The power of Jess and Leslie's friendship is such that it can heal even big wounds and unhappy things like his disappointing family Christmas. Jess's family can't give him what he gave Leslie, or what she gave him. They want to help but they fall short, and that makes them mad. It's not easy or natural, like Leslie's excitement about the dog that Jess gives her for the holiday. Instead, Jess has to turn to Leslie to "feel" "proud and good" – the kinds of feelings that usually come from family but here come from a friend.
There in their secret place, his feelings bubbled inside him like a stew on the back of the stove--some sad for her in her lonesomeness, but chunks of happiness, too. To be able to be Leslie's one whole friend in the world as she was his – he couldn't help being satisfied about that. (7.112)
Jess compares the combination of his feelings for Leslie to a "bubbl[ing] […] stew." Great metaphor, right? This gives us a vivid picture of how his feelings are churning and turning around inside him, evenly mixing between the positive and negative. Even as Jess feels bad for her because she doesn't have other friends, he's happy that she feels as strongly about their friendship as he does.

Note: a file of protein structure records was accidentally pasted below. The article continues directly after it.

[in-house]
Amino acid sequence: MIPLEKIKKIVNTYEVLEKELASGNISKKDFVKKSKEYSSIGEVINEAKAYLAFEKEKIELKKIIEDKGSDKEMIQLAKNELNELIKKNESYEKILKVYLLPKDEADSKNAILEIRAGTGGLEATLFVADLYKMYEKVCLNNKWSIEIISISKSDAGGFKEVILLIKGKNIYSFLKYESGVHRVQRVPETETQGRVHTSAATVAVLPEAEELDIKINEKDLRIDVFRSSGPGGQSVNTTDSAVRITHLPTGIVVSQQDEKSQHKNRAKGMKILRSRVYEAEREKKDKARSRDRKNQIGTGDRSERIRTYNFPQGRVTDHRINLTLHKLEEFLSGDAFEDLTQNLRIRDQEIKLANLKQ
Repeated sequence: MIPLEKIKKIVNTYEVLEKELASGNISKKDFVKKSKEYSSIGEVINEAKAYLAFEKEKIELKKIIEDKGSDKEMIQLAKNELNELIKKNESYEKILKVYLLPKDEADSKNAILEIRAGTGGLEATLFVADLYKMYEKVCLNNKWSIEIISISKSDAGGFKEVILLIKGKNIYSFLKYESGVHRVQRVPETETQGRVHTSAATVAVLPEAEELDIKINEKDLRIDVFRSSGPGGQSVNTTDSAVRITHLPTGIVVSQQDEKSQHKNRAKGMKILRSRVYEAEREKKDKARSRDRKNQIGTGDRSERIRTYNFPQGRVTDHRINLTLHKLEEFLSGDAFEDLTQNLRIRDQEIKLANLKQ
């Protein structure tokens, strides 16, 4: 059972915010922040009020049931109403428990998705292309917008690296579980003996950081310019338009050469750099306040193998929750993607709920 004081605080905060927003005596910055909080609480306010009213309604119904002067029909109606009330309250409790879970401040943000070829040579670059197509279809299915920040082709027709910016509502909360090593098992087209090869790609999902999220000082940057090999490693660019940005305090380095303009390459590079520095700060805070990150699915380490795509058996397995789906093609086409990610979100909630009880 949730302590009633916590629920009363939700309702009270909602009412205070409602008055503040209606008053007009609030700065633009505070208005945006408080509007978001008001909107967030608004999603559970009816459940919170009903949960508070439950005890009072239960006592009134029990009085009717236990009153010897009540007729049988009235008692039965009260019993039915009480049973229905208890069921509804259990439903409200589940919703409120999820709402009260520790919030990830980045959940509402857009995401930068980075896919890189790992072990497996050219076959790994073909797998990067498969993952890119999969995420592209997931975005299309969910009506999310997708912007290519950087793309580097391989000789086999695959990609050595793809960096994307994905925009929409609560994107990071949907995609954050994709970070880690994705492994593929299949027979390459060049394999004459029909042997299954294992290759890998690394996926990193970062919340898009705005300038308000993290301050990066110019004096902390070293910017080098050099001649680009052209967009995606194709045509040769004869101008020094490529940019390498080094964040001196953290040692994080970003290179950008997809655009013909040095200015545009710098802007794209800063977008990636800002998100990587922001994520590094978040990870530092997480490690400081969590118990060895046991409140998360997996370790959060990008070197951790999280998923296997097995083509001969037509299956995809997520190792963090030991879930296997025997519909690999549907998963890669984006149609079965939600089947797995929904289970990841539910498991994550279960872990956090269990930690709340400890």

"She loved you, you know." He could tell from Bill's voice that he was crying. "She told me once that if it weren't for you…" His voice broke completely. "Thank you," he said a moment later. "Thank you for being such a wonderful friend to her." (12.13)
While the timing of this isn't the best – Jess can't really take anything in because of his grief, and immediately starts thinking about how Leslie would've laughed at this – it confirms the news he was so glad for earlier. Their friendship was pure and good, and so important. He mattered to Leslie just as much as she mattered to him. She loved him.